When I was first getting serious about developing my outdoor skills, I became fascinated with how to observe wind in the physical environment.
The ability to identify wind patterns is extremely practical for sailing & weather prediction, as well as anyone who just wants to feel more in tune with their environment (wildlife trackers, birders, naturalists, hunters, etc).
So today, let’s walk-through a complete investigation of how to observe wind patterns:
The key to observing wind patterns starts with using your senses more effectively. By watching how the wind interacts with your physical surroundings, it’s possible to confidently measure wind speed & direction… as well as a host of more subtle characteristics.
This area of weather & outdoor study can be incredibly captivating and insightful when done properly. I’m constantly hearing from my nature mentoring students how much they love connecting with wind.
But wind patterns can also be incredibly difficult to understand without scientific instruments.
This is because wind is a bit of an amorphous thing, so people don’t always have concrete strategies they can use to open up this part of their awareness.
Before we get into specific techniques for identifying wind speed, direction, shapes & rhythms… let’s take a look at some common “Wind Illusions” you should be aware of.
Understanding “Wind Illusions”
A wind illusion is anything that makes wind appear differently on a small scale than it actually measures when you’re using accurate instruments.
Here’s an example of a wind illusion that’s extremely common:
Have you ever noticed that sometimes wind will be reported as coming from the north… but then when you actually get outside – it feels like it’s coming from all different directions?
This is caused by how the wind is being reflecting off your local surroundings, making it seem like the wind is constantly changing direction, when in actual fact it’s not.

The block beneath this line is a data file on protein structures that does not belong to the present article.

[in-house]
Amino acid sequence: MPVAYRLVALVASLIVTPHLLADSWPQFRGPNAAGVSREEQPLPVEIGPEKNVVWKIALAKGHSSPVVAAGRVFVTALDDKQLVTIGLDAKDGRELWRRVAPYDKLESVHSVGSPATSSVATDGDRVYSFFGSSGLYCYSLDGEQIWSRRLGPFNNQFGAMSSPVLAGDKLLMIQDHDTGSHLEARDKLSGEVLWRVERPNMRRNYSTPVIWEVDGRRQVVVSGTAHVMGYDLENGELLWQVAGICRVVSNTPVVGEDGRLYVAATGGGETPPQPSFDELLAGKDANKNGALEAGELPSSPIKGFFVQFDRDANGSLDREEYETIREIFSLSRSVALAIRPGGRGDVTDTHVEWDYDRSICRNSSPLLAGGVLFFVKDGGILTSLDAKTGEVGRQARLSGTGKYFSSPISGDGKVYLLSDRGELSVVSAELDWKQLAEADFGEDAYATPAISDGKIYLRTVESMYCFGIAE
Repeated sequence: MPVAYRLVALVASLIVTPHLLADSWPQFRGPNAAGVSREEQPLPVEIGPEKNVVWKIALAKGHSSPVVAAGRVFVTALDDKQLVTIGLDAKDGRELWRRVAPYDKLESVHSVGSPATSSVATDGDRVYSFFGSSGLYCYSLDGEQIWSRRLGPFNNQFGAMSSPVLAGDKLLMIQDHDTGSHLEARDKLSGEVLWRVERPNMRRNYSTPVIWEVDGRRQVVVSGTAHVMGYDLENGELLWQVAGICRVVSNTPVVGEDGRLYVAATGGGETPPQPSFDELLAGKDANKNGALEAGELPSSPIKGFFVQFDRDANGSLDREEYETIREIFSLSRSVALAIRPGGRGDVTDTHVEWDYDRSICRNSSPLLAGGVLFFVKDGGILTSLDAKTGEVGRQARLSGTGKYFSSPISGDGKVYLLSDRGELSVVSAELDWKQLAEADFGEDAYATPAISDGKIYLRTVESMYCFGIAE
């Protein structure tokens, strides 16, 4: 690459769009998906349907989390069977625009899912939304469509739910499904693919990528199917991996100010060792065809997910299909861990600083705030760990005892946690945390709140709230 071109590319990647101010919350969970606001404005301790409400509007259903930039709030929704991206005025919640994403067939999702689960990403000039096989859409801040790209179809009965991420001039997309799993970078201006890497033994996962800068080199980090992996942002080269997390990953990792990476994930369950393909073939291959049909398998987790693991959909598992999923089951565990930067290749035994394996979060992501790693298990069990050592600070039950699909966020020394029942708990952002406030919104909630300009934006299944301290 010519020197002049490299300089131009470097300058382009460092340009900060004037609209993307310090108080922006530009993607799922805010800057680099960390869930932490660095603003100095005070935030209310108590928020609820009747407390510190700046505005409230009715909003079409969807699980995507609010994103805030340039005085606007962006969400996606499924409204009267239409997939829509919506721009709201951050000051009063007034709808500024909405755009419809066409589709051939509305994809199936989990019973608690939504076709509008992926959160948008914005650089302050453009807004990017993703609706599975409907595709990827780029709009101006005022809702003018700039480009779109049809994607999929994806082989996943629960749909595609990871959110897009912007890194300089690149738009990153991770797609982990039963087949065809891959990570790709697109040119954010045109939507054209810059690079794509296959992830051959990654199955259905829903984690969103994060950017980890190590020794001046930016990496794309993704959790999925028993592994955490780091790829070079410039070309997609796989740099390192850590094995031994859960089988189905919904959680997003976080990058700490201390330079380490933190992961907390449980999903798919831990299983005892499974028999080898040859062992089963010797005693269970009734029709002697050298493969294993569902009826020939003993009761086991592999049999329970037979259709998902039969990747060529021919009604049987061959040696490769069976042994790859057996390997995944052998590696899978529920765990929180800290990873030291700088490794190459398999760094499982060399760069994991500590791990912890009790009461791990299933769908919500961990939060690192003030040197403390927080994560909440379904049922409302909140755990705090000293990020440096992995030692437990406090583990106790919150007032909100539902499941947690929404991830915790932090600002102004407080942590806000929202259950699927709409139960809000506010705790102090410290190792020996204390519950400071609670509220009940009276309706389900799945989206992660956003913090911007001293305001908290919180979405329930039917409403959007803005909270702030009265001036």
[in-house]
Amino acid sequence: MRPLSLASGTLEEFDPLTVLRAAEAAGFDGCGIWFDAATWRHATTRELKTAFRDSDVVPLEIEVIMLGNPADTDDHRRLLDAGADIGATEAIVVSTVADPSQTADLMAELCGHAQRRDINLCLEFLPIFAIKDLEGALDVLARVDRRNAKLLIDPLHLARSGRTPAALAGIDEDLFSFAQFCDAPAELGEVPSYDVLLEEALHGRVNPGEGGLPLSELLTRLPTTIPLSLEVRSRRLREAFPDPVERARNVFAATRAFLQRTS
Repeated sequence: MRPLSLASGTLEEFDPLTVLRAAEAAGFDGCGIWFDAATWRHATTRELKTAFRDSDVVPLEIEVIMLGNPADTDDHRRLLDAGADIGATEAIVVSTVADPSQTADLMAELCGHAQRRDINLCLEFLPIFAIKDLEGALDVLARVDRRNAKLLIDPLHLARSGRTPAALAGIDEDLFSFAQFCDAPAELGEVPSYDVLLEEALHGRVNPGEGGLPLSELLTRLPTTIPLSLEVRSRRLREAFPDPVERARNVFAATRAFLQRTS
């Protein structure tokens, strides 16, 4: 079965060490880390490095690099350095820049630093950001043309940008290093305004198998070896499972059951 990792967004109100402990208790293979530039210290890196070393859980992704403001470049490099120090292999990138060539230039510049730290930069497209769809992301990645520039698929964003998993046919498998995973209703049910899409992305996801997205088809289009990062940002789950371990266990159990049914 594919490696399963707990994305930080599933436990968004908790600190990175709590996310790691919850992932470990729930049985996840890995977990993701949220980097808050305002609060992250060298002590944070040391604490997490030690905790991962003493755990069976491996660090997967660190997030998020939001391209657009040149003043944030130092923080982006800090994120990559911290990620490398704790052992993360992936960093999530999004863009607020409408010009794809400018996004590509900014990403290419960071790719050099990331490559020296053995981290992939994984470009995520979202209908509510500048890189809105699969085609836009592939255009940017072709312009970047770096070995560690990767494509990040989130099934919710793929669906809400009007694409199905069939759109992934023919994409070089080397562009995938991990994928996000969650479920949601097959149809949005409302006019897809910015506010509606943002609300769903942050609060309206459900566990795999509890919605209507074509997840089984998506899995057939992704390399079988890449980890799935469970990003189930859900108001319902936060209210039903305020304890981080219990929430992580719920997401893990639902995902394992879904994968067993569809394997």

It can be incredibly confusing!
Also… have you ever noticed that wind speed typically does not actually blow at a constant rate?
So when the weather man says the wind is blowing at 23 mph from the north… this might be technically correct, but it doesn’t capture any of the subtle nuances or timing of gusts that you’ll commonly encounter in real life situations.
If you’re a hunter in the forest, or if you’re just trying to predict the weather without relying on news reports… it’s important to not get confused by wind illusions.
These are just two examples of situations that you will probably encounter quite quickly when you set out to start observing the wind.
This is why we need reliable techniques for observing the actual qualities of wind.
Most people think about wind in a very one-dimensional way… but wind is totally NOT one-dimensional!
In a sheltered environment, it typically does NOT blow in a single direction at a constant rate & speed. It tends to be much more subtle and flowing, like waves on the ocean.
It has a particular shape & rhythm to it, that changes depending on the type of landscape and the particular conditions of that day.
So in this article, we’re gonna break through these wind illusions and really get to the heart of how to confidently observe wind patterns just by using your own sensory awareness.